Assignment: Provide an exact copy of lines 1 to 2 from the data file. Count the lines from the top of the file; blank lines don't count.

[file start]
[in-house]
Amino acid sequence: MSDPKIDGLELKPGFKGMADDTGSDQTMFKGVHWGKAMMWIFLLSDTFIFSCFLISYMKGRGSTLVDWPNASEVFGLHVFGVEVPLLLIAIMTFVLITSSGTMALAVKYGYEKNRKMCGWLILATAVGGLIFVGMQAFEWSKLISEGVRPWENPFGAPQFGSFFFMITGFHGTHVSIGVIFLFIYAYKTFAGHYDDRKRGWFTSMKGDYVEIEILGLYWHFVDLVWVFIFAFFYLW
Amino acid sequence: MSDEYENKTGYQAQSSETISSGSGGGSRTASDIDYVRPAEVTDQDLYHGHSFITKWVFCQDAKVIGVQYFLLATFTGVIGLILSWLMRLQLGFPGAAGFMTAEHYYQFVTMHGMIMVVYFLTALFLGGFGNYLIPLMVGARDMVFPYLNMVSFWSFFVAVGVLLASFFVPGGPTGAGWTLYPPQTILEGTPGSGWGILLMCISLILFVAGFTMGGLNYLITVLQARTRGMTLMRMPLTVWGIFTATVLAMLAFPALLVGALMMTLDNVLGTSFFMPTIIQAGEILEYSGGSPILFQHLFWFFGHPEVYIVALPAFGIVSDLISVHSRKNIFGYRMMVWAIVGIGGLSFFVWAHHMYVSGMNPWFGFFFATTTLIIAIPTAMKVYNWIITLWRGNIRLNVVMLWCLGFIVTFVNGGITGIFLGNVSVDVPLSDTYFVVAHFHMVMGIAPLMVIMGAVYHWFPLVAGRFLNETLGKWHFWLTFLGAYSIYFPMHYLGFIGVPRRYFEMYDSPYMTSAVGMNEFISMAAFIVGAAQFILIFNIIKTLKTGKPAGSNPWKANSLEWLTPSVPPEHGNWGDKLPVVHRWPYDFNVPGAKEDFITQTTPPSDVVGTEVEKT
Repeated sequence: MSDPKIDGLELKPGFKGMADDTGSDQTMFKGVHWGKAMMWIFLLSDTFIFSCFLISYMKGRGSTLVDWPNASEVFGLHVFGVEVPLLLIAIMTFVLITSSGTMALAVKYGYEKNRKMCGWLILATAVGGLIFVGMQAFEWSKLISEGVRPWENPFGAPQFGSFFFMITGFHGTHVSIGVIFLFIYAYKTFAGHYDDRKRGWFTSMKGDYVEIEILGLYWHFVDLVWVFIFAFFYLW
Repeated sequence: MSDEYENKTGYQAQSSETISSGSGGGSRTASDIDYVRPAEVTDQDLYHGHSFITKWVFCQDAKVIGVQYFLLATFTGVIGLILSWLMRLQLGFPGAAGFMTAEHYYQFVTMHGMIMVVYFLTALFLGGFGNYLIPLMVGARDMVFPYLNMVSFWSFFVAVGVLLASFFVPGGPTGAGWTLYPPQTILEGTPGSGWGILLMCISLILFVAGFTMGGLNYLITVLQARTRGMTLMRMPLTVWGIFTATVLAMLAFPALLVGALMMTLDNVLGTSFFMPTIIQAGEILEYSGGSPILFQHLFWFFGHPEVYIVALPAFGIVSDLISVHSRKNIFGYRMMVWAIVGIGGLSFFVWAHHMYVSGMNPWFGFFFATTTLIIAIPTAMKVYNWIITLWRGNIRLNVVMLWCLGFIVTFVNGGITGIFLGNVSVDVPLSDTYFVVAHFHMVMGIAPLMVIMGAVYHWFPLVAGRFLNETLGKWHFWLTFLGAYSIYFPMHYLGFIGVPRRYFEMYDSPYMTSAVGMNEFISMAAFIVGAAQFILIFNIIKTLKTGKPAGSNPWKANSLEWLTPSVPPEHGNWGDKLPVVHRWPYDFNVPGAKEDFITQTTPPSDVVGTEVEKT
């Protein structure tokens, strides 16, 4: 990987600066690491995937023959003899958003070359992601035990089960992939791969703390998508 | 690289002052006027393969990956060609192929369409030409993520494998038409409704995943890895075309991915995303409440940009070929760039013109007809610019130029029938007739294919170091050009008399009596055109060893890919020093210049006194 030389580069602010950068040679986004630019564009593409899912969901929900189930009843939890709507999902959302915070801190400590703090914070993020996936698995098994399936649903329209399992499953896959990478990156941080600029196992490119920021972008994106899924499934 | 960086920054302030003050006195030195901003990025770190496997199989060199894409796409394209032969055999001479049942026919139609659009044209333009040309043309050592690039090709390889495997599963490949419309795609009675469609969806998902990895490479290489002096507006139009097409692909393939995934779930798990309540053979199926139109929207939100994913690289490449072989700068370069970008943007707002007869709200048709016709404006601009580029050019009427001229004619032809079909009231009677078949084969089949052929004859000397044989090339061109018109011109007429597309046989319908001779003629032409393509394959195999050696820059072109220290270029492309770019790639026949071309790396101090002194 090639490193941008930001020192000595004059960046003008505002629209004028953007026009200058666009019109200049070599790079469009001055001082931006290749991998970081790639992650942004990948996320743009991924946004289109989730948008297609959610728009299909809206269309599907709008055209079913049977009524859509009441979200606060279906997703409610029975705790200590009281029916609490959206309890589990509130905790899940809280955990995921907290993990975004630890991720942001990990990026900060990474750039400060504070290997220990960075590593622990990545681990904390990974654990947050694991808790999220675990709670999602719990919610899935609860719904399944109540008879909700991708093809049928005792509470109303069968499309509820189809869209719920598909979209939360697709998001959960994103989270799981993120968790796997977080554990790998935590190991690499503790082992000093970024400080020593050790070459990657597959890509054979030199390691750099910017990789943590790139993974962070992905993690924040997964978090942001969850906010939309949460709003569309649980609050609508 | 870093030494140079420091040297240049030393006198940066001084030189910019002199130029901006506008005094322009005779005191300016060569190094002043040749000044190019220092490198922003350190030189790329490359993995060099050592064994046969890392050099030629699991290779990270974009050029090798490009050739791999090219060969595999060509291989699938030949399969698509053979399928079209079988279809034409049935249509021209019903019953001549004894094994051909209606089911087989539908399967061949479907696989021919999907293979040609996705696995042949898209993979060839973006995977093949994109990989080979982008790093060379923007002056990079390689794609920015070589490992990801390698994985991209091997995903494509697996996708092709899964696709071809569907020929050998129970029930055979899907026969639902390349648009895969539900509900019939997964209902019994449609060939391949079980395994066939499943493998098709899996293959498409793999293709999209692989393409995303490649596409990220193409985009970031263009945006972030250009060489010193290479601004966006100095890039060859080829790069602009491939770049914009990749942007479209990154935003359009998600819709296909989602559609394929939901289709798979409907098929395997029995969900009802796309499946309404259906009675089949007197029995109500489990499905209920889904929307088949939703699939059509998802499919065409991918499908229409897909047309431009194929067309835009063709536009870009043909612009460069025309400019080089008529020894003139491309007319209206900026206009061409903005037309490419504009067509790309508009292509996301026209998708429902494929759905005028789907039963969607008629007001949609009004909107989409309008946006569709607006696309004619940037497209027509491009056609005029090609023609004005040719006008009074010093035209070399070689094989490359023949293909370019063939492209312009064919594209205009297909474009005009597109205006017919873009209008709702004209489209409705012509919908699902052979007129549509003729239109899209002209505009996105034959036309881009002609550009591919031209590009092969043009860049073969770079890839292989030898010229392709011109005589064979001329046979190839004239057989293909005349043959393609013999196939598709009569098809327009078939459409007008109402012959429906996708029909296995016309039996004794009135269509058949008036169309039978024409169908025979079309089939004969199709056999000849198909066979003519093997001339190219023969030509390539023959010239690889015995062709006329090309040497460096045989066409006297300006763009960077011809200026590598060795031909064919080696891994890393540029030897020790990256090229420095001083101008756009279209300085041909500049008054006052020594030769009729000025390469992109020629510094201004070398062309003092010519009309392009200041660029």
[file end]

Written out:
[in-house]
Amino acid sequence: MSDPKIDGLELKPGFKGMADDTGSDQTMFKGVHWGKAMMWIFLLSDTFIFSCFLISYMKGRGSTLVDWPNASEVFGLHVFGVEVPLLLIAIMTFVLITSSGTMALAVKYGYEKNRKMCGWLILATAVGGLIFVGMQAFEWSKLISEGVRPWENPFGAPQFGSFFFMITGFHGTHVSIGVIFLFIYAYKTFAGHYDDRKRGWFTSMKGDYVEIEILGLYWHFVDLVWVFIFAFFYLW